Turtle Tracking

I found it very encouraging to see young people from the village and surrounding community volunteering their time and energy to participate in beach clean-up projects as well as patrolling the shores to locate nesting sea turtles.

– Kristin Gogal, Summer 2013

Hawksbill Hope, through individual contributions and grant funding will be able to satellite tag four marine sea turtles during the 2011 nesting season in Belize. Mk10-AF tags, costing $5,000 U.S. each, are providing important real-time tracking data for the endangered Hawksbill Turtles. The first tag deployed, by Dr. Rimkus with the help of Gales Point local Kevin Andrewin and Marymount students enrolled in his study aboard marine biology class is currently tracking the Hawksbill turtle affectionately named Hope. To see where Hope is today, visit her link at seaturtle.org.

Each time the turtle surface the tag transmits using the Argos system consisting of data acquisition and relay equipment attached to the NOAA low-orbiting weather satellites and ground-based receivers and data processing systems. The Argos satellite equipment records the transmissions being transmitted from Hope’s tag and later downloads this data back to earth. Service Argos, the organization, which administers the Argos system, then processes this data and determines Hope’s positions. Data and the Argos-calculated locations of Hope are made available via the Internet. Wildlife Computers supplies analysis programs to help decode, format and interpret the Argos-relayed data.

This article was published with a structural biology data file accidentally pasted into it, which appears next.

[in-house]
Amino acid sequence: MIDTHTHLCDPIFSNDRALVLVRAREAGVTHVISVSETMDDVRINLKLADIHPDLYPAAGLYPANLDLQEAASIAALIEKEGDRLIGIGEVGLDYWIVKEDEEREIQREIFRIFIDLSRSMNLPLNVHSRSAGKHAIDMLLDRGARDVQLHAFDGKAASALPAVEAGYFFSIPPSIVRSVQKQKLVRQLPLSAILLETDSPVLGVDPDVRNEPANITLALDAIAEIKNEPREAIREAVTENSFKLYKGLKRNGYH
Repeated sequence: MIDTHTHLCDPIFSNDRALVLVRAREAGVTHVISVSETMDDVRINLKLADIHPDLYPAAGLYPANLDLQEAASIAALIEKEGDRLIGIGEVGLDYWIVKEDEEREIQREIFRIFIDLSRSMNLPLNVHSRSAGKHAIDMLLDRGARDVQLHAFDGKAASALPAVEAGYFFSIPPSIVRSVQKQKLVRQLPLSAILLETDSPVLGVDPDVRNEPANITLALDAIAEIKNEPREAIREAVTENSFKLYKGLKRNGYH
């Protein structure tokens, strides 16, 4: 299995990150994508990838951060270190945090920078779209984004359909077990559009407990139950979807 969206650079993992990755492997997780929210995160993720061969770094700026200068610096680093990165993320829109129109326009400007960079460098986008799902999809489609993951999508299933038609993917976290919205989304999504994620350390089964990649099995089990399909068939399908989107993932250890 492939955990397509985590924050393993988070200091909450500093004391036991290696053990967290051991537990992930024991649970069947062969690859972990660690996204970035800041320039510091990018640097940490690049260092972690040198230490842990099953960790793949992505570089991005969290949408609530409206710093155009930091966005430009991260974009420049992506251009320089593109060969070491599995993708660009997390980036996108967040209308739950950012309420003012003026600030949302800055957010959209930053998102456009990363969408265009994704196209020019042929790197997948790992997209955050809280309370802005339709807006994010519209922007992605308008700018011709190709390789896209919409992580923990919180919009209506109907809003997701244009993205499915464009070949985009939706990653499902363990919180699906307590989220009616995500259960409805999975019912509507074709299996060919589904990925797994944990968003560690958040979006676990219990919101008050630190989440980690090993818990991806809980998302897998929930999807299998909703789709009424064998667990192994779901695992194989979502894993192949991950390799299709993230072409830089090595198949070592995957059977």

Transmissions from each of Hawksbill Hope Foundation’s deployed satellite tags can be seen here, courtesy of seaturtle.org

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